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A change is gonna come! 2023 President's Report

By Marcia Yale, National President

How in the world is it the end of another year, and the end of my two-year term? It seems like only yesterday that we were celebrating our thirtieth anniversary. Thanks go once again to the organizing committee: Chantal Oakes, Chair; Louise Johnson; Maryse Glaude-Beaulieu; Devon Wilkins; and Diana Brent. Our special ceremony opened last year’s AGM festivities and included door prizes and very inspiring presentations from Richard Marion, singing O Canada and providing the land acknowledgement; David Lepofsky; Ms. Stephanie Cadieux, Chief Accessibility Officer; Dr. Paul Gabias and Mrs. Mary Ellen Gabias, AEBC founders; and long-time members, Irene Lambert, and Albert Ruel. We even opened our Annual General Meeting with a presentation by Marc Workman, the CEO of the World Blind Union, and a long-time member of AEBC. Nevertheless, the celebration was bittersweet, due to the sudden loss in April of 2022 of John Rae, one of the members who had participated in most of those thirty years. I hope he was watching and that he approved of our efforts.

At that AGM, we welcomed three new members to the National Board — Diana Brent as Second Vice-President, Peg Mercer as Treasurer and Ryan Fleury as Director — and we said fond farewells to Minette Samaroo (off to make her name at York University), Peter Field (off to try to find more hours in a day), and Hilton Schwartz (still helping us to think outside the box). Ryan, Diana, and Peg have settled in nicely and we have all been part of a year of change, with more to come! In fact, since Amanda Cape and Maryse Glaude-Beaulieu have chosen not to seek re-election on September 9, we will be welcoming at least two more new Board members. Thank you both for the work you have done, and I wish you well in your future endeavours outside of the Board and know you will continue to support the organization. We held a primer for new Board members, where we answered questions, and explained roles, responsibilities, and time commitments, in the hope that we would encourage members to run.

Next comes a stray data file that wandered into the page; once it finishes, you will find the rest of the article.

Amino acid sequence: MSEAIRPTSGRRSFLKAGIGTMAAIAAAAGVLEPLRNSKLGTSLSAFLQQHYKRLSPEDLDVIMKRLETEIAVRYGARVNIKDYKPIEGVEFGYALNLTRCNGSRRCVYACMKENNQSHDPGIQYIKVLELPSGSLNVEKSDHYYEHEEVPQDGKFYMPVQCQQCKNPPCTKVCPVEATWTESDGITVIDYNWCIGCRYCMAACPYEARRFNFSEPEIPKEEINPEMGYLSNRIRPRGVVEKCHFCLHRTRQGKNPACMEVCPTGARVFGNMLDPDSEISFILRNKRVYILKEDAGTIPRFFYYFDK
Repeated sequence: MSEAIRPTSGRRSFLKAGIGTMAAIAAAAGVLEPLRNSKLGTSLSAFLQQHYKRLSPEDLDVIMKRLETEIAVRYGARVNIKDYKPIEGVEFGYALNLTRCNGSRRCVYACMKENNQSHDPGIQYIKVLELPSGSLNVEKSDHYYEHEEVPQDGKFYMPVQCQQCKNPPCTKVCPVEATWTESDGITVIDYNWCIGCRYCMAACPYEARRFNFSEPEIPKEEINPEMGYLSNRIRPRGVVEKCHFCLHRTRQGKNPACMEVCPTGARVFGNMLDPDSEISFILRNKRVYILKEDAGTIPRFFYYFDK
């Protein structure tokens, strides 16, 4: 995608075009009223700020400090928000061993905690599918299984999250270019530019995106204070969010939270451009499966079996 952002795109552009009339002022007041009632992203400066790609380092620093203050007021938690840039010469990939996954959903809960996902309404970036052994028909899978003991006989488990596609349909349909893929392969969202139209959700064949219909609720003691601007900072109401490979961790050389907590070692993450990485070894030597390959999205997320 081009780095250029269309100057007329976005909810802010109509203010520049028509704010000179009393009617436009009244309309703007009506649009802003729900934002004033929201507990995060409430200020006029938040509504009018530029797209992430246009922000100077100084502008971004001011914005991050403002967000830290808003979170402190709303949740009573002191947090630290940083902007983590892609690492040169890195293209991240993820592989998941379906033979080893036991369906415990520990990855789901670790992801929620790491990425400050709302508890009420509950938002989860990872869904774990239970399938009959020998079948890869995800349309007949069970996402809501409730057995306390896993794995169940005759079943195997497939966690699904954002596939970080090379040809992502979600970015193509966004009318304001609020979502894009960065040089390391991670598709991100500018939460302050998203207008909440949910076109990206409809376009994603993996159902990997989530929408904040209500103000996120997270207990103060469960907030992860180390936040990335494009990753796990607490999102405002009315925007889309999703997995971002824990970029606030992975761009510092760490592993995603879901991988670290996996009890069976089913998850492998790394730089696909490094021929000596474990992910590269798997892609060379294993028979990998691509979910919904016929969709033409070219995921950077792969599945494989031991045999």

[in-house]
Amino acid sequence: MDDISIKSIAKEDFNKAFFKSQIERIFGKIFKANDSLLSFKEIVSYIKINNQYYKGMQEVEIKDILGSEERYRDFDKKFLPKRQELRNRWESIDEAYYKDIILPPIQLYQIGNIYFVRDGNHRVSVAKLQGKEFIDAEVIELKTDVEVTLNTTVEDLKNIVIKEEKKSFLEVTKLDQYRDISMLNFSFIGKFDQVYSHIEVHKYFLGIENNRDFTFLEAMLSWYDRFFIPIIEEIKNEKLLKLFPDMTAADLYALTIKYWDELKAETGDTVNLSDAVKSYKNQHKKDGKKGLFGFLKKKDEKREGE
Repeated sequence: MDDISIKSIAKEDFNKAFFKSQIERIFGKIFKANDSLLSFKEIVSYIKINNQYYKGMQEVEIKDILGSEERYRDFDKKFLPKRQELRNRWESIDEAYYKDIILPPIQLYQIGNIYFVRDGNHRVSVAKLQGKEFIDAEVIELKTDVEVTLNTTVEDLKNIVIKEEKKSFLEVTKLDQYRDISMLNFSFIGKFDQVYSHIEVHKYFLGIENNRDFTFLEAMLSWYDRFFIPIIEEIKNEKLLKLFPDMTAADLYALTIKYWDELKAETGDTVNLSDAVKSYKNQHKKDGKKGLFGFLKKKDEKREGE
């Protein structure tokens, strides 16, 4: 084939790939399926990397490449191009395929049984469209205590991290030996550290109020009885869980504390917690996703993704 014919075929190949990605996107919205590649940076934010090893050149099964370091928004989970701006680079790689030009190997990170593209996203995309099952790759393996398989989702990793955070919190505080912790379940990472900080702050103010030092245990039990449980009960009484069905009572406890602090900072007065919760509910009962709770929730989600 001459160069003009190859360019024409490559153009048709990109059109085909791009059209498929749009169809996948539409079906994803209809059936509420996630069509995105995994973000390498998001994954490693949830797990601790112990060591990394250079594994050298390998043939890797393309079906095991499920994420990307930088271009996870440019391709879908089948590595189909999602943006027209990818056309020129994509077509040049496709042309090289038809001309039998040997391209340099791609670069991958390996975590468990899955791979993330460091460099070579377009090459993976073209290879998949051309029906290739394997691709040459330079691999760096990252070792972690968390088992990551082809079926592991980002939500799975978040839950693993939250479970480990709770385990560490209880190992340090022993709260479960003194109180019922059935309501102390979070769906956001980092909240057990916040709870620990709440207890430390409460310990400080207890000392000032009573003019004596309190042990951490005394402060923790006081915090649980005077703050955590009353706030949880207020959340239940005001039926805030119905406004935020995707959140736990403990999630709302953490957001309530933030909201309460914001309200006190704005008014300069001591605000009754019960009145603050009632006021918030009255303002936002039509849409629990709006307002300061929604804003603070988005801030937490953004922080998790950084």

Projects Come, Projects Go

It was a busy year for projects, with changes, beginnings and endings, bringing excitement and enthusiasm to AEBC. The Pandora Project, and its Triple Vision podcast, continued to tell our story. Although they had to reorganize their technical base, they have come out of the situation stronger than ever. I believe they will produce better episodes due to their new independence.

The AEBC Banking Project wound down, after producing five short educational videos and a ten-episode podcast, Eyes On Your Money with Ryan and Becky. Thank you, Peter Field and Brandon Schiafone for leading, and Betty Nobel, Diana Brent, Wayne Antle, and Minette Samaroo, for steering the project. It wouldn't have been possible, though, without Linda Bartram, who came up with the idea for it when she heard that funding was available from the Disability Confidence in Finance project, wherein AEBC was already participating.

As that project was ending, the PREP Project, with funding from Disability Alliance BC, was beginning. A steering committee was convened to oversee the project: Betty Nobel, Peg Mercer, Cathy Stuckenberg, Mary Brunner, and Chantal Oakes. Laura Mackenrot was hired as the project manager, and she has been tasked with researching, planning, delivering, and documenting up-to-date practical and accessible information related to emergency preparedness. The project's goal is to assemble tools to be made available online, designed to assist individuals to better prepare for emergency situations and to also educate the public on how to best meet the needs of persons who are blind, deafblind, and partially sighted in the event of an emergency. Although the original project is restricted to the province of British Columbia, it is hoped that it might be expanded to the rest of the country at some point with the help of our ESDC funding.